Né pauvre dans une ferme du Missouri en 1891, le jeune William Stoner est envoyé à l'université par son père - et au prix de quels sacrifices -, pour y étudier l'agronomie. Délaissant peu à peu ses cours de traitement des sols, ce garçon solitaire découvre les auteurs, la poésie et le monde de l'esprit.
Dans les années 1870, persuadé que seul un rapprochement avec la nature peut donner un sens à sa vie, le jeune Will décide de quitter le confort d'Harvard pour tenter la grande aventure dans l'Ouest sauvage. Parvenu à Butcher's Crossing, une bourgade du Kansas, il se lie d'amitié avec un chasseur qui lui confie son secret: il est le seul à savoir où se trouve un des derniers troupeaux de bisons, caché dans une vallée inexplorée des montagnes du Colorado. Will accepte de participer à l'expédition, convaincu de toucher au but de sa quête. Le lent voyage, semé d'embûches, est éprouvant et périlleux mais la vallée ressemble effectivement à un paradis plein de promesses. Originaire du Texas, John Williams (1922-1994) est l'auteur de deux recueils de poésie et de trois romans fascinants : Butcher's Crossing, Stoner et Augustus, couronné du National Book Award. Tombée dans l'oubli pendant presque quarante ans, son oeuvre romanesque a été redécouverte dans les années 2000 grâce à la New York Review of Books aux États-Unis et à Anna Gavalda en France. Depuis, Butcher's Crossing a été traduit dans une quinzaine de langues.
Octave est âgé de dix-huit ans lorsque son grand-oncle Jules César, qui vient de le désigner comme son fils adoptif, est assassiné. Il se retrouve immédiatement au centre des pires intrigues et devient l'objet de tous les complots fomentés par ses rivaux avides de pouvoir - Cicéron, Brutus, Cassius et Marc Antoine. Le jeune Octave n'a d'autre choix que de les combattre les uns après les autres pour tenir son rang dans le jeu complexe des machinations politiques de la République avant de devenir le premier empereur romain. Pour raconter cette passionnante période de l'histoire romaine, John Williams a choisi la forme du roman épistolaire en imaginant une passionnante correspondance entre les différents protagonistes, agrémentée de fragments de mémoires et d'extraits de décrets.
Originaire du Texas, John Williams (1922-1994) est l'auteur de deux recueils de poésie et de trois romans fascinants : Butcher's Crossing en 1960 (Piranha, 2016), Stoner (Le Dilettante, 2011) en 1965 et Augustus en 1972, couronné du National Book Award. Quelque peu oubliée dans les années 1990, son oeuvre romanesque a été redécouverte dans les années 2000 d'abord aux États-Unis grâce à la New York Review of Books avant de connaître un immense succès mondial.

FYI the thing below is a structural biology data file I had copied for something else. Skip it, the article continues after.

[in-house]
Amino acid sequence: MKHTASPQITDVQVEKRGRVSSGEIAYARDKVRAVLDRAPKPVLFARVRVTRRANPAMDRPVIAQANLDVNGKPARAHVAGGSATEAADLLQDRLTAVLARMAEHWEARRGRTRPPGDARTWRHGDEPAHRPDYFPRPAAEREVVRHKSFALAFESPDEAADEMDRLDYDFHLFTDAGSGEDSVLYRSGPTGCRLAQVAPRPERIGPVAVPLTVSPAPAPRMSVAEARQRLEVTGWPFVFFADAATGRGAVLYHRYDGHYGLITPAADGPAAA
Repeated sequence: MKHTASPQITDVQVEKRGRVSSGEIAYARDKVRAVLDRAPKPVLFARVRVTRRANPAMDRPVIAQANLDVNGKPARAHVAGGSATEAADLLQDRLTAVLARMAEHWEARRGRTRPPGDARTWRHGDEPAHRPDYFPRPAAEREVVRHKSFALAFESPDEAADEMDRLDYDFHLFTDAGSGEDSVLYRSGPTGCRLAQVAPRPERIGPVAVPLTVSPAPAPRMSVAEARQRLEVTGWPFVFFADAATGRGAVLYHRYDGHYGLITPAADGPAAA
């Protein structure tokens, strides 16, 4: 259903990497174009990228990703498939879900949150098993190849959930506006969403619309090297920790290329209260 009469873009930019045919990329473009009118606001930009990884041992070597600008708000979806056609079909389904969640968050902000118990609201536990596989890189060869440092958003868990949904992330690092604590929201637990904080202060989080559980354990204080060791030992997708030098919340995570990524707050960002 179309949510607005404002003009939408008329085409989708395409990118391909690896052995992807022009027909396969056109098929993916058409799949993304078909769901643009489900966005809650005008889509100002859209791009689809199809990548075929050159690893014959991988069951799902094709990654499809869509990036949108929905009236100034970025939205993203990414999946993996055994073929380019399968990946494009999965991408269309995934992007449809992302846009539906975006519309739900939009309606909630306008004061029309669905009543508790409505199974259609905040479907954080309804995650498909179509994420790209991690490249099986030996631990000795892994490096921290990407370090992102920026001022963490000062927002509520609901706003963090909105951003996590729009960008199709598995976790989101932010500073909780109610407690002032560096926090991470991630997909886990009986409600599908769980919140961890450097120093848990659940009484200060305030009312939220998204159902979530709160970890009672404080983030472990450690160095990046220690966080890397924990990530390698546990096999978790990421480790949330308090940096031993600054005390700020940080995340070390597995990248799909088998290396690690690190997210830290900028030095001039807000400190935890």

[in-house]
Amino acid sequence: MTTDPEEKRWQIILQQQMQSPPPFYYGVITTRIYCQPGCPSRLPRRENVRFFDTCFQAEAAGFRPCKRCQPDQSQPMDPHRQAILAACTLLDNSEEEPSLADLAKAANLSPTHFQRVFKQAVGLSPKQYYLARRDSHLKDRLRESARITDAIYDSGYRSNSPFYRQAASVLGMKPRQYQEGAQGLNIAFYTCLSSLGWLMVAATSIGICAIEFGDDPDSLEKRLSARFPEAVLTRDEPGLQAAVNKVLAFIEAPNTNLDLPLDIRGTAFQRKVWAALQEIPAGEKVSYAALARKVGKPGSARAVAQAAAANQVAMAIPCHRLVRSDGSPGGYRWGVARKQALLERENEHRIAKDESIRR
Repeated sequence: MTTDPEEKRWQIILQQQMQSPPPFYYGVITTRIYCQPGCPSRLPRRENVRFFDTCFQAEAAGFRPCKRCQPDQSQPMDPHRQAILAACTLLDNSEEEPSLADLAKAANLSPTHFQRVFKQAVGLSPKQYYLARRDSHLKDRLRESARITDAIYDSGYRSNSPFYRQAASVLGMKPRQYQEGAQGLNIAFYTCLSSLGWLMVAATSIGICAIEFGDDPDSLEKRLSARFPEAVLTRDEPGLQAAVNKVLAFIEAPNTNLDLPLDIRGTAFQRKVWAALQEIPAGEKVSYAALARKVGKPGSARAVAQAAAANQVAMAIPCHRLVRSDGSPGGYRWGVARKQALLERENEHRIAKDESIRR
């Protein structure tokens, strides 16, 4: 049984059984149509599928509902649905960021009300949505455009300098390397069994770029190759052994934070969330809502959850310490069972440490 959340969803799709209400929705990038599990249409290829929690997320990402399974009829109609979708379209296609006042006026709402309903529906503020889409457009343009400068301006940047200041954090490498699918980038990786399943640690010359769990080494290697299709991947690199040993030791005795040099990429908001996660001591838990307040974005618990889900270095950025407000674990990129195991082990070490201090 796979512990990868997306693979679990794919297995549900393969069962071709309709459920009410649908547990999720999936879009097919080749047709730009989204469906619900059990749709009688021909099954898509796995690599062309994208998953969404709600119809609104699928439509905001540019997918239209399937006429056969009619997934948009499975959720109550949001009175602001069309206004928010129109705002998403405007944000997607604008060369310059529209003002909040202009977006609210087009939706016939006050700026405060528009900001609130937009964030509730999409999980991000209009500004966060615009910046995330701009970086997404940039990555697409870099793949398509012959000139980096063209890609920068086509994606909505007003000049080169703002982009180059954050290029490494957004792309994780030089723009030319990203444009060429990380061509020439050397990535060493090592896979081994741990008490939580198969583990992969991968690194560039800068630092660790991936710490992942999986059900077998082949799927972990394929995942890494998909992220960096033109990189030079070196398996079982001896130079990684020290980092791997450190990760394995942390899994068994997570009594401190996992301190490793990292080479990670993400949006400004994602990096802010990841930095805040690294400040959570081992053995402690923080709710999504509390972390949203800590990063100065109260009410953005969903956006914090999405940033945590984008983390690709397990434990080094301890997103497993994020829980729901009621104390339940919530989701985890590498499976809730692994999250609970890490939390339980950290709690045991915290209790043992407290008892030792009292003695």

In his National Book Award–winning novel Augustus, John Williams uncovered the secrets of ancient Rome. With Butcher’s Crossing, his fiercely intelligent, beautifully written western, Williams dismantles the myths of modern America.
It is the 1870s, and Will Andrews, ﬁred up by Emerson to seek “an original relation to nature,” drops out of Harvard and heads west. He washes up in Butcher’s Crossing, a small Kansas town on the outskirts of nowhere. Butcher’s Crossing is full of restless men looking for ways to make money and ways to waste it. Before long Andrews strikes up a friendship with one of them, a man who regales Andrews with tales of immense herds of buffalo, ready for the taking, hidden away in a beautiful valley deep in the Colorado Rockies. He convinces Andrews to join in an expedition to track the animals down. The journey out is grueling, but at the end is a place of paradisal richness. Once there, however, the three men abandon themselves to an orgy of slaughter, so caught up in killing buffalo that they lose all sense of time. Winter soon overtakes them: they are snowed in. Next spring, half-insane with cabin fever, cold, and hunger, they stagger back to Butcher’s Crossing to ﬁnd a world as irremediably changed as they have been.
William Stoner is born at the end of the nineteenth century into a dirt-poor Missouri farming family. Sent to the state university to study agronomy, he instead falls in love with English literature and embraces a scholar's life, so different from the hardscrabble existence he has known. And yet as the years pass, Stoner encounters a succession of disappointments: marriage into a "proper" family estranges him from his parents; his career is stymied; his wife and daughter turn coldly away from him; a transforming experience of new love ends under threat of scandal. Driven ever deeper within himself, Stoner rediscovers the stoic silence of his forebears and confronts an essential solitude.